When Will We Have To Grant Artificial Intelligence Personhood?

from the one-is-glad-to-be-of-service dept

James Boyle has a fascinating new paper up, which will act as something of an early warning over a legal issue that will undoubtedly become a much bigger issue down the road: how we deal with the Constitutional question of "personhood" for artificial intelligence. He sets it up with two "science-fiction-like" examples, neither of which may really be that far-fetched. Part of the issue is that we, as a species, tend to be pretty bad at predicting rates of change in technology, especially when it's escalating quickly. And thus, it's hard to predict how some of things play out (well, without tending to get it really, really wrong). However, it is certainly not crazy to suggest that artificial intelligence will continue to improve, and it's quite likely that we'll have more "life-like" or "human-like" machines in the not-so-distant future. And, at some point, that's clearly going to raise some constitutional questions:
My point is a simple one. In the coming century, it is overwhelmingly likely that constitutional law will have to classify artificially created entities that have some but not all of the attributes we associate with human beings. They may look like human beings, but have a genome that is very different. Conversely, they may look very different, while genomic analysis reveals almost perfect genetic similarity. They may be physically dissimilar to all biological life forms-computer-based intelligences, for example-yet able to engage in sustained unstructured communication in a way that mimics human interaction so precisely as to make differentiation impossible without physical examination. They may strongly resemble other species, and yet be genetically modified in ways that boost the characteristics we regard as distinctively human-such as the ability to use human language and to solve problems that, today, only humans can solve. They may have the ability to feel pain, to make something that we could call plans, to solve problems that we could not, and even to reproduce. (Some would argue that non-human animals already possess all of those capabilities, and look how we treat them.) They may use language to make legal claims on us, as Hal does, or be mute and yet have others who intervene claiming to represent them. Their creators may claim them as property, perhaps even patented property, while critics level charges of slavery. In some cases, they may pose threats as well as jurisprudential challenges; the theme of the creation which turns on its creators runs from Frankenstein to Skynet, the rogue computer network from The Terminator. Yet repression, too may breed a violent reaction: the story of the enslaved un-person who, denied recourse by the state, redeems his personhood in blood may not have ended with Toussaint L'Ouverture. How will, and how should, constitutional law meet these challenges?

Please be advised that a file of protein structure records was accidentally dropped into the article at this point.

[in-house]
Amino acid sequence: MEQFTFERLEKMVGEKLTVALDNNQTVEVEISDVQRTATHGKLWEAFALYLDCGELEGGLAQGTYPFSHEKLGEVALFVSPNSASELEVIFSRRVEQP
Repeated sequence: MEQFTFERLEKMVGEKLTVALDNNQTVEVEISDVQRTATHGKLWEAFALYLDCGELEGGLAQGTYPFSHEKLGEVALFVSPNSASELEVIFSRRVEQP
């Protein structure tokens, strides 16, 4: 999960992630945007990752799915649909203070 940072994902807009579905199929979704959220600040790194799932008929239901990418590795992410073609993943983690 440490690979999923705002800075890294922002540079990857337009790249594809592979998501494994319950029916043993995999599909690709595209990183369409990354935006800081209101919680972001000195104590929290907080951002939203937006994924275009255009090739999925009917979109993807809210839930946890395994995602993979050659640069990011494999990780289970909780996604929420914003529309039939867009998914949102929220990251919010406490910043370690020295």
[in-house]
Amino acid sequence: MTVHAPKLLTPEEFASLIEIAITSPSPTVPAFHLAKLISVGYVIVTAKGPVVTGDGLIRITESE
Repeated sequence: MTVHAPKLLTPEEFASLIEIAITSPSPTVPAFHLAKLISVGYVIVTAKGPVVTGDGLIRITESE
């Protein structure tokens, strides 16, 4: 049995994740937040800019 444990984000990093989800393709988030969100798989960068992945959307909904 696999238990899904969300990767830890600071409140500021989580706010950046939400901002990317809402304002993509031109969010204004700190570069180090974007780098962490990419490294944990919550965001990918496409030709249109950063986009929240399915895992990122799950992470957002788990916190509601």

That link only takes you to the opening chapter of the paper, but from there you can download the full PDF, which is certainly thought provoking. Of course, chances are that most folks will not really think through these issues -- at least not until the issue cannot really be avoided any more. And, of course, in those situations, it seems our historical precedent is to overreact (and overreact badly), without fully understanding what it is we're reacting to, or what the consequences (intended or unintended) will really be.


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    cc (profile), Mar 18th, 2011 @ 8:00pm

    These are questions as old as the field of AI itself.

    I'm sure most here are familiar with Asimov's laws of robotics. There have been many debates about how ethical it is to imprint such rules in any creature we may devise. This is kind of the same question, really, but from a different perspective.

    If anyone is interested, you can look at John McCarthy's Stanford website. He's one of the geniuses who founded the field, he's credited with coming up with the term "Artificial Intelligence", and he's also the creator of the LISP programming language.

    He wrote a short story which I thought was quite interesting, that deals with the AI personhood issue. May require some basic knowledge of LISP, but it's not hard to understand if you remember that the basic syntax is in prefix form, eg: (function-name argument (function-name argument)).

     

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    shawn mcdonald, Mar 18th, 2011 @ 8:17pm

    a sollution

    what they should be doing with AI is making an inteligent computer... a computer that when you type in a question it gives you an answer.AI. not a intelligent robot that drives around any moment about to mal function.